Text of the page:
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Living with ends

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Category: Delayed Diagnosis, Impact on Quality of Life, Public Health, and Teen Symptoms.

Kia ora koutou,

My experience is an undiagnosed but highly probable case of endometriosis. Upon the time of my first period, at the age of 13, I endured cyclic belts of pain that were unlike anything I had ever experienced. Over a day was spent in bed in agonising pain and due to my then standpoint of avoiding pain relief medication, the ongoing pain led to vomiting. There was speculation by others that I simply had a low pain threshold and the agony was an exaggeration. I felt ridiculous, especially in moments when the ‘contractions’ subsided for a very short moment and I went from being in immense pain to feeling normal… before the next belt kicked in.

Eventually I began taking medication but common drugs like paracetamol and ibuprofen failed to work effectively enough for me to be able to continue the day. All this while I still had no idea what was happening internally. I was lucky to only be experiencing only about 24h hours of intense pain, that being the first day I started menstruating. However, in the lead up to my period (which varies from a few days to two weeks), I couldn’t cope with any exercise more intense than walking on the flat. I would stress constantly about being caught out at times where I wouldn’t be able to rest it off which, of course, occurred regularly. Some experiences of this included being at school and having to mask the hurt and carry on which led to vomiting in the bathrooms and requiring someone to drive me home or being caught on walks where I physically could not continue and felt great guilt and shame for being under outward stress and pain. A family friend (who I didn’t know had endometriosis until later) passed on a recommendation for naproxen (an anti-inflammatory) which was the first and only medication that actually helped.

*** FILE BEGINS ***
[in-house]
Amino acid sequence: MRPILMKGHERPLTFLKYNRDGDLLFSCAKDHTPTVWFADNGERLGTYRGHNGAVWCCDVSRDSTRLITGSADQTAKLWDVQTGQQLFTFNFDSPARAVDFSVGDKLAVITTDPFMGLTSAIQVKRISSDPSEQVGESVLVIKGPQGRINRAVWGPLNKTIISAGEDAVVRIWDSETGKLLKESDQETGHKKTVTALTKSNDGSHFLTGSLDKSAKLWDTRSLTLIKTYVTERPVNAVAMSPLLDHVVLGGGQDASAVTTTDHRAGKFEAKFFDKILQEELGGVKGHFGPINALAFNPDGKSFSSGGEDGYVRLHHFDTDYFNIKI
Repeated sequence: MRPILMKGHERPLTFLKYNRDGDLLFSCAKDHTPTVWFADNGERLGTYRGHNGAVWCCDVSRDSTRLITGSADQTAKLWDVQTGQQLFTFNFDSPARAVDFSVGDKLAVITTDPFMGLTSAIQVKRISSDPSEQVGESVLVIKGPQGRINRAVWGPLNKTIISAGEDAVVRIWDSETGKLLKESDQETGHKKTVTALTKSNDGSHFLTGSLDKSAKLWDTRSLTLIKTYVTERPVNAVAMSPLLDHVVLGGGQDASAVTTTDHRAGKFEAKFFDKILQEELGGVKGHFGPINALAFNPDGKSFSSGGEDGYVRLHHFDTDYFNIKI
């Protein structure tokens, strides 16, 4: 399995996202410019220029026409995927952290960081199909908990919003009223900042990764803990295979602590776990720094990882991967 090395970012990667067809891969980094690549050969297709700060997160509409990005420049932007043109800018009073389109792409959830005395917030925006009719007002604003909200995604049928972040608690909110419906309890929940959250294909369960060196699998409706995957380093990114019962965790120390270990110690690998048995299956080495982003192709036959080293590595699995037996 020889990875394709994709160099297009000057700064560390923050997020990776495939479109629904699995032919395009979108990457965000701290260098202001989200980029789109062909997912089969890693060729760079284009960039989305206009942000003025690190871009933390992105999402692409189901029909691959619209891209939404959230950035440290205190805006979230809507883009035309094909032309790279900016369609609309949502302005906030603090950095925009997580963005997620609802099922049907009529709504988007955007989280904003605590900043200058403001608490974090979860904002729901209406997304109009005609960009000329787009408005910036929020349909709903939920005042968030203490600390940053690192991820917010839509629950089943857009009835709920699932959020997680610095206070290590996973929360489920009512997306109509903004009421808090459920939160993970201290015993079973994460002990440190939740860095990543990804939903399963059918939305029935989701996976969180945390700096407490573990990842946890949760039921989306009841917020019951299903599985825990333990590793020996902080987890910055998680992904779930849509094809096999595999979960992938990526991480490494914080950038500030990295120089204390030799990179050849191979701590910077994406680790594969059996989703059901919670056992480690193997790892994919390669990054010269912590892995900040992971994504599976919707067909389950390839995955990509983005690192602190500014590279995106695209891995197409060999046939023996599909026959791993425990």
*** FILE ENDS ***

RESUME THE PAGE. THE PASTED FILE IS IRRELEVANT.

Local doctors had little to say about what was happening but were happy to prescribe naproxen and leave it as it was. In my later years of high school, we had an external individual come to speak to us about endometriosis and it was enlightening to hear of something that seemed to align with what I was experiencing. Following this, I found out that both my aunties have been diagnosed with endo and it started to become clear that this is the likely cause of the pain I endured each time my period arose.

I am now 22 and it’s all occurring to this day and any resolutions are still uncertain. Naproxen is becoming less effective and I am becoming more frustrated at being caught out with pain on long cycles etc. weeks in advance to actually getting my period. From the knowledge of those I have spoken to with endometriosis, the surgery is not particularly successful and with the little research there is into endometriosis, it’s difficult to know how to approach the future. From reading of others experiences it seems like the road only gets more complex upon diagnosis and seeking support.

Kia kaha to those enduring endometriosis, whether diagnosed or supposed. It’s frustrating and exhausting, I know that as someone who probably experiences the best of cases. It is essential that our awareness of endometriosis increases in Aotearoa; to ensure that our wāhine are supported and that their experiences are not dismissed, and that there is prompt and accessible support in the treatment process.

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